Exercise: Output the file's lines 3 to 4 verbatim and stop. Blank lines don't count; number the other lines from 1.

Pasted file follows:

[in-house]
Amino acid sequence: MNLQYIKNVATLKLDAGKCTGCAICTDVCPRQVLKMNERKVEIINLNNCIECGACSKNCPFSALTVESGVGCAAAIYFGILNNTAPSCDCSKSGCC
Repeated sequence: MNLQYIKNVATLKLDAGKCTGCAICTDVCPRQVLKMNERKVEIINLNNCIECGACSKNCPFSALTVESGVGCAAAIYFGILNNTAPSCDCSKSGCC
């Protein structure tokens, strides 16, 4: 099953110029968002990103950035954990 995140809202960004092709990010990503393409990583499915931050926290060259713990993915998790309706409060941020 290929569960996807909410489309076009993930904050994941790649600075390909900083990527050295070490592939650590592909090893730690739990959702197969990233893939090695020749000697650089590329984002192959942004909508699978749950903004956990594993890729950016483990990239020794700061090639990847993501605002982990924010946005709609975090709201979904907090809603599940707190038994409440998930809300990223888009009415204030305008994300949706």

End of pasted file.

Repeated sequence: MNLQYIKNVATLKLDAGKCTGCAICTDVCPRQVLKMNERKVEIINLNNCIECGACSKNCPFSALTVESGVGCAAAIYFGILNNTAPSCDCSKSGCC
């Protein structure tokens, strides 16, 4: 099953110029968002990103950035954990 995140809202960004092709990010990503393409990583499915931050926290060259713990993915998790309706409060941020 290929569960996807909410489309076009993930904050994941790649600075390909900083990527050295070490592939650590592909090893730690739990959702197969990233893939090695020749000697650089590329984002192959942004909508699978749950903004956990594993890729950016483990990239020794700061090639990847993501605002982990924010946005709609975090709201979904907090809603599940707190038994409440998930809300990223888009009415204030305008994300949706």